peer reviewed paper presented at Occupation; Negotiation with Constructed Space Conference, Brighton University, July 2009
Abstract: The whiteroom, the sparse and solitary ‘waiting room’ of youth or later life will be examined through a consideration of two of Rachel Whiteread’s works, with reference to literary examples by Charlotte Brontë, Willa Cather, and Margaret Atwood. The paper is drawn from wider practice-based and written research, which traces the connections between works by contemporary artists Louise Bourgeois, Rachel Whiteread and Tracy Emin, and novelists, including Virginia Woolf and Barbara Kingsolver in addition to those listed above, to reveal an ongoing and discernible history of ideas concerned with the depiction of domestic space. A series of spaces were identified for investigation: House, Redrooms and Other Bedrooms, Whiteroom, Study, Glasshouse and Tent. Connecting Redrooms and Other Bedrooms and Whiteroom is the notion of a continuum of rooms occupied from early childhood to old age, varying in colour with each stage of life. The whiteroom, a place of newfound freedom, emerges from the complexity of the family home and the warm hued rooms of childhood, and exists with a view of the redrooms. Usually a rented or borrowed room, marked with its own history, the solitude of the whiteroom is warmed by evidence of previous occupation.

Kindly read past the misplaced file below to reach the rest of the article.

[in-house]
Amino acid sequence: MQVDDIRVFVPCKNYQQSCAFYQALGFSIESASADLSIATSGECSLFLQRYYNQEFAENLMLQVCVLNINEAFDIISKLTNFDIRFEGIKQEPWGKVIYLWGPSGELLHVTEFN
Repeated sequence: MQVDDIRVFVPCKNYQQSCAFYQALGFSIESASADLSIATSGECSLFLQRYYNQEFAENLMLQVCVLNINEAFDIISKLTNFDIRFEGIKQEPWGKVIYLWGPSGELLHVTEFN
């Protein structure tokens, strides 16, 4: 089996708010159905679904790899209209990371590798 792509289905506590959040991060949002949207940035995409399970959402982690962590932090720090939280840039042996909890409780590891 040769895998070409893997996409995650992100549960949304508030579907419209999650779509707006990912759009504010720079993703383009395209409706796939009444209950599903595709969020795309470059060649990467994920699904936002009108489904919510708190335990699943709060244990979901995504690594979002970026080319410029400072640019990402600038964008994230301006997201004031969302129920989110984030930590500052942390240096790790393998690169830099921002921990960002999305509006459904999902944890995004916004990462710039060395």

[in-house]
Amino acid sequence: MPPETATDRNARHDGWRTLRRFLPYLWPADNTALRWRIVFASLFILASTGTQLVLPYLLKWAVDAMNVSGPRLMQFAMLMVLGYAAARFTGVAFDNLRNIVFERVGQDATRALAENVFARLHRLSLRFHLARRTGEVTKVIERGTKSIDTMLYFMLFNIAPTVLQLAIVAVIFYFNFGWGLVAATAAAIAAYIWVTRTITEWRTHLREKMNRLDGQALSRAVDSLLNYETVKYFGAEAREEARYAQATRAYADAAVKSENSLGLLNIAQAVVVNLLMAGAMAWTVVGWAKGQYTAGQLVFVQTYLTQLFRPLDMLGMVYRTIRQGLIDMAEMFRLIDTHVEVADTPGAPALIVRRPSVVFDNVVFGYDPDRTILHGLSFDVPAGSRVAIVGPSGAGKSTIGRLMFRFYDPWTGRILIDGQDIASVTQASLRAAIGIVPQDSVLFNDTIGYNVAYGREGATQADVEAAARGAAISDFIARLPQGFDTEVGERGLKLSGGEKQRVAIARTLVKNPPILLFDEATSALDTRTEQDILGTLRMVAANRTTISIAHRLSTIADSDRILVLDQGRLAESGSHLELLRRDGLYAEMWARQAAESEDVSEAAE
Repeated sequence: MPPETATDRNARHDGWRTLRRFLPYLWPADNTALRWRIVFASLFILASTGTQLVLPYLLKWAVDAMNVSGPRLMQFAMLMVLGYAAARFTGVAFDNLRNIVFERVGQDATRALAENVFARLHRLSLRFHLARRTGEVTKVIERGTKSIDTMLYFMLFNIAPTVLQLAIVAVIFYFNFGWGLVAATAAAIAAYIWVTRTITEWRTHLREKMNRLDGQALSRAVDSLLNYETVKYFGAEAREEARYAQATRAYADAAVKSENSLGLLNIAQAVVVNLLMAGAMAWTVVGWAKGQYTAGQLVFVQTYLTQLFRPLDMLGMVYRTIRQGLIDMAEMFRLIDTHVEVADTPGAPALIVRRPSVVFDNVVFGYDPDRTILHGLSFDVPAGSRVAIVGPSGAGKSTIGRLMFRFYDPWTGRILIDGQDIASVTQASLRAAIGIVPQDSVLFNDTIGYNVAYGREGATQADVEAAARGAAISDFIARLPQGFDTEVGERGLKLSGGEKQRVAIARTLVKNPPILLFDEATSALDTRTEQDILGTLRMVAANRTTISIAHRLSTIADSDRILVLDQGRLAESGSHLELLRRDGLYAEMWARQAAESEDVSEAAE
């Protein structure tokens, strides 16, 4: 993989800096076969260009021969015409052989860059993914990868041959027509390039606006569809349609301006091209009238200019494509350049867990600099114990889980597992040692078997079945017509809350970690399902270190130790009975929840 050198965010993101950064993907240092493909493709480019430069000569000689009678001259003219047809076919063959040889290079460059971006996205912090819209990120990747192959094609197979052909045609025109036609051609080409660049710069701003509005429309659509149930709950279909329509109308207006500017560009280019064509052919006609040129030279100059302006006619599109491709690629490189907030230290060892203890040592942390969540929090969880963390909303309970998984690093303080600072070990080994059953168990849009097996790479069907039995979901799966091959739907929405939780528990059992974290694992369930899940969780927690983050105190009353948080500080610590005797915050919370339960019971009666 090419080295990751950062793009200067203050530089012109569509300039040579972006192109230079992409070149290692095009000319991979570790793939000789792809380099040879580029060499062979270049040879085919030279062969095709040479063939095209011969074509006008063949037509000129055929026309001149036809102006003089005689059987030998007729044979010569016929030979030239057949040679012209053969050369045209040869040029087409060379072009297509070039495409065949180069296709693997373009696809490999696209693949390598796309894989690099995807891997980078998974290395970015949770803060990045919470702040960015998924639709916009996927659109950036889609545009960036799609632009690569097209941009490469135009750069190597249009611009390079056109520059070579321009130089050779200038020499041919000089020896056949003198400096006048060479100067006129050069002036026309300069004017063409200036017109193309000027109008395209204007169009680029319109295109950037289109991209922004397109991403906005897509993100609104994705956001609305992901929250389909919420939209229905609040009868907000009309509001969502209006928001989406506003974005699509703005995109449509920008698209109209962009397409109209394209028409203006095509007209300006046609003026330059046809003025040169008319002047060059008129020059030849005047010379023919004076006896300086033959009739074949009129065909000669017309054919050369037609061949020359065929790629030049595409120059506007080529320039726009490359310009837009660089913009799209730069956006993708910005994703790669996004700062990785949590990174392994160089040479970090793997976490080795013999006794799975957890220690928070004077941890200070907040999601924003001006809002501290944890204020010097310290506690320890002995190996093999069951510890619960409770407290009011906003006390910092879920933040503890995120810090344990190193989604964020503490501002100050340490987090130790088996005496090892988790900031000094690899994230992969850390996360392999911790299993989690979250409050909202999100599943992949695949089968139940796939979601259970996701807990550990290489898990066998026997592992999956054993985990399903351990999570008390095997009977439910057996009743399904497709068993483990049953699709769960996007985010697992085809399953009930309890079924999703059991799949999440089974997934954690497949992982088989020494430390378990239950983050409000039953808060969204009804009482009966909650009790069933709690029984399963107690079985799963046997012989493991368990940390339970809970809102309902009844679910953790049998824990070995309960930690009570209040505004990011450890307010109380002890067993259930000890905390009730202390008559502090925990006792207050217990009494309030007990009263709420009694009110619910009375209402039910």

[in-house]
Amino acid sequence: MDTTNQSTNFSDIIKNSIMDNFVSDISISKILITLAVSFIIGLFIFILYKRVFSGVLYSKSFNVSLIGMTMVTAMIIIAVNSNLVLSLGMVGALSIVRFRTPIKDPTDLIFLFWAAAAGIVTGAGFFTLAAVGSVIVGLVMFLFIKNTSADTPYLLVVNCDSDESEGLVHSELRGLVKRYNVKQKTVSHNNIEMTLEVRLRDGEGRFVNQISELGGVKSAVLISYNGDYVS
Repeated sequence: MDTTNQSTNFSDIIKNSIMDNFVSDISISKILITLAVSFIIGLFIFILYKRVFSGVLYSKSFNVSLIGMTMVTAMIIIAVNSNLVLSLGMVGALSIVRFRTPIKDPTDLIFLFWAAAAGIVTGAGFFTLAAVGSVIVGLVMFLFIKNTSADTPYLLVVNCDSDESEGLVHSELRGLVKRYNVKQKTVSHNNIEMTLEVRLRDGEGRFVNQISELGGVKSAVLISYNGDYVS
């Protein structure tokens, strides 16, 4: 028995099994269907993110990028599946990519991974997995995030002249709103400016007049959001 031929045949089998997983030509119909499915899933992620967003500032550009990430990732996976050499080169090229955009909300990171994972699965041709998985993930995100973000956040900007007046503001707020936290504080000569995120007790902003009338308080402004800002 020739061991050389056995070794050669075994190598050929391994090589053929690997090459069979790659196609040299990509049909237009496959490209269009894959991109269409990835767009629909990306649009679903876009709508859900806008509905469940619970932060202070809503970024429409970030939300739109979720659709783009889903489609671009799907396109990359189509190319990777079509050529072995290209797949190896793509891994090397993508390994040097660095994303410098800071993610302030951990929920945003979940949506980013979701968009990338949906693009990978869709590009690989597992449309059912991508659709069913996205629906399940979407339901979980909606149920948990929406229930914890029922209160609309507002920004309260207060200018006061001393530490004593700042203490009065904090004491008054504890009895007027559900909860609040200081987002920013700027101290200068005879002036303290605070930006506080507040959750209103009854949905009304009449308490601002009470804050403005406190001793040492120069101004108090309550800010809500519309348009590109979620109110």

Image: Rachel Whiteread. Ghost. 1990. Plaster. © Rachel Whiteread.